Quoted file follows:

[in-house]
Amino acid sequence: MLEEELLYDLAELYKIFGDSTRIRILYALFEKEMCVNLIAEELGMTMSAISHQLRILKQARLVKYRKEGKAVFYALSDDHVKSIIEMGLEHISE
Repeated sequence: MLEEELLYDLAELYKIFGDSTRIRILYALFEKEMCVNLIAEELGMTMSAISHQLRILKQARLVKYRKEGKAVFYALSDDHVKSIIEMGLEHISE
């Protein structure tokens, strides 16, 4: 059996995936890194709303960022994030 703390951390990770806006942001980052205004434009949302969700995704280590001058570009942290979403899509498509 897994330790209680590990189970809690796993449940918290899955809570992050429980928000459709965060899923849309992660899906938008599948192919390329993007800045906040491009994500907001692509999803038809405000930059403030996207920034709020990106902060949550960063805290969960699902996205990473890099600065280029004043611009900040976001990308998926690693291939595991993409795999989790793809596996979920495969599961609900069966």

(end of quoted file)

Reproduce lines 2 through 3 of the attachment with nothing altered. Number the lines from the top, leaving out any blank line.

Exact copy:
Amino acid sequence: MLEEELLYDLAELYKIFGDSTRIRILYALFEKEMCVNLIAEELGMTMSAISHQLRILKQARLVKYRKEGKAVFYALSDDHVKSIIEMGLEHISE
Repeated sequence: MLEEELLYDLAELYKIFGDSTRIRILYALFEKEMCVNLIAEELGMTMSAISHQLRILKQARLVKYRKEGKAVFYALSDDHVKSIIEMGLEHISE